[quote:b00b52e178="tinpot anto"]90% of the times I do the opposite of all these things, ergo, in my case, the intellectual is not a very good barometer of behaviour.[/quote:b00b52e178]

    In fact, precisely the opposite. The intellectual is a good barometer of behaviour PRECISELY because it tells you what you should and shouldn't do...whether you actually then do it or not is irrelevant to the barometering.

    Like the barometer tells you there's low pressure omn the way, but you go out in your T shirt anyway. It's still a good barometer, ye ken?

    [quote:b00b52e178]I think that most philosophies are little more than post-event excuses for instinctive behaviour and reflex.[/quote:b00b52e178]


    No, they're pre-event accounts of what you SHOULD do. What is post-event is the fact that you haven't done it after all, even though you should have.

    [quote:b00b52e178]You are out at night alone and you see a man collapsed on the street.

    Instinct tells you to help
    Rationalisation tells you why to ignore that instinct (mental/dangerous/drunk etc.)[/quote:b00b52e178]

    Actually, i think it's the opposite. Reason tells you you should go and help, then instinct frightens you into not helping.

    How can we prove it? Oh noess! the internetz can't solve this one!!
  73. avatar POSITIVExYOUTH
    I don't think the example shows that rationality and morality stand opposed to eachother.
    If anything it shows that sometimes rational thinking overrides moral thinking. But that's about it.

    And what he says.
  74. avatar tinpot anto
    Well yes all the things my intellect tells me to do are still things that I should do, because they make sense and are sensible things to do.

    I'm just pointing out that our behaviour is determined by something else the majority of the time - mostly phsychological needs and wants determined by the evolution of our mind over millions of years.

    I definitely believe it's an INSTINCT to help, it's almost a reflex action, the first thing that comes into your head. In situations like this you can often find people instinctively moving to help - like Jackie kennedy scooping up JF's brain bits, despite any logical sense.

    In a crisis instinct is all you have, and yes people will trample each other to get out of a burning building, but when it comes to the scenario I described then I think it is rationality that prevents the moral action being done.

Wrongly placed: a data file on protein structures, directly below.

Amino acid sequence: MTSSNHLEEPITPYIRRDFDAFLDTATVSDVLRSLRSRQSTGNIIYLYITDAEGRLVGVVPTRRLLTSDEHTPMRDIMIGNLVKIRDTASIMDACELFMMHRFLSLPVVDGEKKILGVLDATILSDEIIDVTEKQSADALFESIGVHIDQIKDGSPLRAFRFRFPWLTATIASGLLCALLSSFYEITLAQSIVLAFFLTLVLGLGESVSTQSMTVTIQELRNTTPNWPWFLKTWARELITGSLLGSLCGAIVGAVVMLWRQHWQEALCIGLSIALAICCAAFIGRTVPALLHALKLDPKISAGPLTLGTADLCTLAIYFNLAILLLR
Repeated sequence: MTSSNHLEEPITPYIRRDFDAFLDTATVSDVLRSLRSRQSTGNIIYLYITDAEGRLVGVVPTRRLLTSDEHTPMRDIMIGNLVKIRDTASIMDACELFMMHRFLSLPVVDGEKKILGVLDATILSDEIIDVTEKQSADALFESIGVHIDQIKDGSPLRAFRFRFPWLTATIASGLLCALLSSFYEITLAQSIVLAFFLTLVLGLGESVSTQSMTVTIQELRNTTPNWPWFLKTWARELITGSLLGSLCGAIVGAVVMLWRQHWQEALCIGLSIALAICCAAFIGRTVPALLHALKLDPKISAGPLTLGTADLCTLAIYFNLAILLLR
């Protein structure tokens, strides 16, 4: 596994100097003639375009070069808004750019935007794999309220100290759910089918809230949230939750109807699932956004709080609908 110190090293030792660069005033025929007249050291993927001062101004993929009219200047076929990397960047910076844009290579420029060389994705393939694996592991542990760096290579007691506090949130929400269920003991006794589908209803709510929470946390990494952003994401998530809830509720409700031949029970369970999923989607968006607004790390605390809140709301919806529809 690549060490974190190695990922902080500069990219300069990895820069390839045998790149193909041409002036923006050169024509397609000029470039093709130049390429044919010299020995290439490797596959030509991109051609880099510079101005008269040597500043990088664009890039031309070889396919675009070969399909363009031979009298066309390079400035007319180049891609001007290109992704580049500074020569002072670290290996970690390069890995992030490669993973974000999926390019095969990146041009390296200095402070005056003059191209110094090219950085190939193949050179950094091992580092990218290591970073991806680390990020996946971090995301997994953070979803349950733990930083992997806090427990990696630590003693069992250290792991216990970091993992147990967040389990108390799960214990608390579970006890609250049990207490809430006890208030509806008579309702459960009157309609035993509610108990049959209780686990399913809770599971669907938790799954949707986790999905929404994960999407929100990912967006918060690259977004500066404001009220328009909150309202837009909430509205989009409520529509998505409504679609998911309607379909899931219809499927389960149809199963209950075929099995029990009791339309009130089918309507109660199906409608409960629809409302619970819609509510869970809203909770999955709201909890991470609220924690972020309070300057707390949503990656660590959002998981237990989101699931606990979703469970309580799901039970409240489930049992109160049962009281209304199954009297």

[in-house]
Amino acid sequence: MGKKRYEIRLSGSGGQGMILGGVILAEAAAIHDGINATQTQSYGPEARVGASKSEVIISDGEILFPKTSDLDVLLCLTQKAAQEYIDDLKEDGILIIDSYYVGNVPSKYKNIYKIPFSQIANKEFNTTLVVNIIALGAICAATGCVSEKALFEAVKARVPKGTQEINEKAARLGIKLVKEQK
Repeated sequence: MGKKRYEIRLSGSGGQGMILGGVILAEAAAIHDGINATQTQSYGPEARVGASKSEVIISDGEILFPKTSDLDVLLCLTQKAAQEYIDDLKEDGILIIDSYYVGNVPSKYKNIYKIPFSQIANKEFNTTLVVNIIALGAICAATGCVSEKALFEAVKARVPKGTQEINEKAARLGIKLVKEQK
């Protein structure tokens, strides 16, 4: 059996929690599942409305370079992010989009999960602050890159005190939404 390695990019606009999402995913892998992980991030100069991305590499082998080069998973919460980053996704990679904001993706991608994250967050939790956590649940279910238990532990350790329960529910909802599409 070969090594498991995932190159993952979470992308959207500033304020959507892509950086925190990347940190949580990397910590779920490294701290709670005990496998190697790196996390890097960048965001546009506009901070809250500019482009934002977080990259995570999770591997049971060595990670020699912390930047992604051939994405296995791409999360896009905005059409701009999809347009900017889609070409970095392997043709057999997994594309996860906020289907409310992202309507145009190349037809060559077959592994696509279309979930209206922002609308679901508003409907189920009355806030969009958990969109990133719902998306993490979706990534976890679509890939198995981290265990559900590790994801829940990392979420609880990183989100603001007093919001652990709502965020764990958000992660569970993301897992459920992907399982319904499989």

75. avatar Chi-Lite
    Sometimes it is sometimes it i'nt, innit like. you're sort of right and sort of wrong too, like. I'm away for a swal, fuck this Friday business
  76. avatar POSITIVExYOUTH
    Aye, but it's not always the case that rationality will exclude morality.

    Plus the fact that it's not like we have to behave morally 100% of the times. No one does, morality is just a big hude intellectual guideline on how to live our life happily.
  77. avatar tinpot anto
    Yeah but what does that matter, what matters really is that models of society that are based on the principle that everyone is out for themselves are completely contrary to human nature and ultimately lead to nothing but strife.

    A good whack of socialism is what ya need.

    Science and Darwin and God and Marx are all in agreement on this.

    :lol:
  78. avatar POSITIVExYOUTH
    That's good by me :lol:

    But don't know, whilst I do agree that people aren't inherently bad or greedy and that perhaps it is part of human nature to try and look out for our mates/family/partners, I can't ignore that at the same time humans are desire driven selfish bastards.
  79. avatar Chi-Lite
    yes, but I refer you all to my previous post.

    the one about it being a Friday, and about me going for a swal.

    I'm now away for a swal. Problem solved
  80. avatar Deestroyer
    [quote:fd61c5f3bf="Chi-Lite"]Aye, but so what.

    I can also choose to go on a killing spree, if I wanted, genes or not.

    I don't, like. not right now anyway, I'm too hungry.[/quote:fd61c5f3bf]
    Can you though? People say this a lot, but I don't think it's true. Do you make decisions to be altruistic, or are you made altruistic and the decisions are made for you?
    People like to think they are moral and upstanding of their own volition, but I think it's more likely that you're just a slave to your physiological make up, social conditioning and circumstance.
  81. avatar Chi-Lite
    Aye, but you're an absolute useless wanker.

    Actually, no, you're dead on.

    See. I can even change to make a point. Socially conditioned socially conschmitioned
  82. avatar thecunnyfunt
    memes anybody?

    [url]http://en.wikipedia.org/wiki/Meme_theory[/url]

    "Supporters of the concept of memes(or units of cultural ideas) believe that they act as cultural analogues to genes, in that they self-replicate and respond to selective pressures."

    maybe we're just post rationalising the result of a competition of wee memes inside our head places.
  83. avatar fastfude
    [img:cd0810932a]http://www.crystalinks.com/2001monkey.jpg[/img:cd0810932a]

    Look! A monkey! Aww.
  84. avatar Deestroyer
    What's invisible and smells like bananas?

    Monkey farts!
  85. avatar Pavel
    Jesus,...what a thread.